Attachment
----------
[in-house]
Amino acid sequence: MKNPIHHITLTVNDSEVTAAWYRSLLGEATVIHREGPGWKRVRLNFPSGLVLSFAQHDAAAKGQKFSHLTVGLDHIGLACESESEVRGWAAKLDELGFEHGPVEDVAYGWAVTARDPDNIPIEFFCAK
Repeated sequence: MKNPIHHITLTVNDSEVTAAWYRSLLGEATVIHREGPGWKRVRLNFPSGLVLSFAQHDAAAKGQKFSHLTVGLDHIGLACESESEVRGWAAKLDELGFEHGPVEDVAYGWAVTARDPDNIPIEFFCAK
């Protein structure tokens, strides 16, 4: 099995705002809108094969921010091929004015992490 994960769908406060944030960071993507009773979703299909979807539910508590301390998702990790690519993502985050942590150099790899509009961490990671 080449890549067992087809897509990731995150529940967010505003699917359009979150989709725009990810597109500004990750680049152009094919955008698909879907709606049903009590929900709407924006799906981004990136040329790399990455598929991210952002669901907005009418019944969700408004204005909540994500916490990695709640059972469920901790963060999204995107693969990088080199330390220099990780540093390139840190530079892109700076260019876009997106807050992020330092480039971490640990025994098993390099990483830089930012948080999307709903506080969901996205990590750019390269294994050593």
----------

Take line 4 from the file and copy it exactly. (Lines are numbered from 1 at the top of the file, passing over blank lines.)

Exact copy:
């Protein structure tokens, strides 16, 4: 099995705002809108094969921010091929004015992490 994960769908406060944030960071993507009773979703299909979807539910508590301390998702990790690519993502985050942590150099790899509009961490990671 080449890549067992087809897509990731995150529940967010505003699917359009979150989709725009990810597109500004990750680049152009094919955008698909879907709606049903009590929900709407924006799906981004990136040329790399990455598929991210952002669901907005009418019944969700408004204005909540994500916490990695709640059972469920901790963060999204995107693969990088080199330390220099990780540093390139840190530079892109700076260019876009997106807050992020330092480039971490640990025994098993390099990483830089930012948080999307709903506080969901996205990590750019390269294994050593």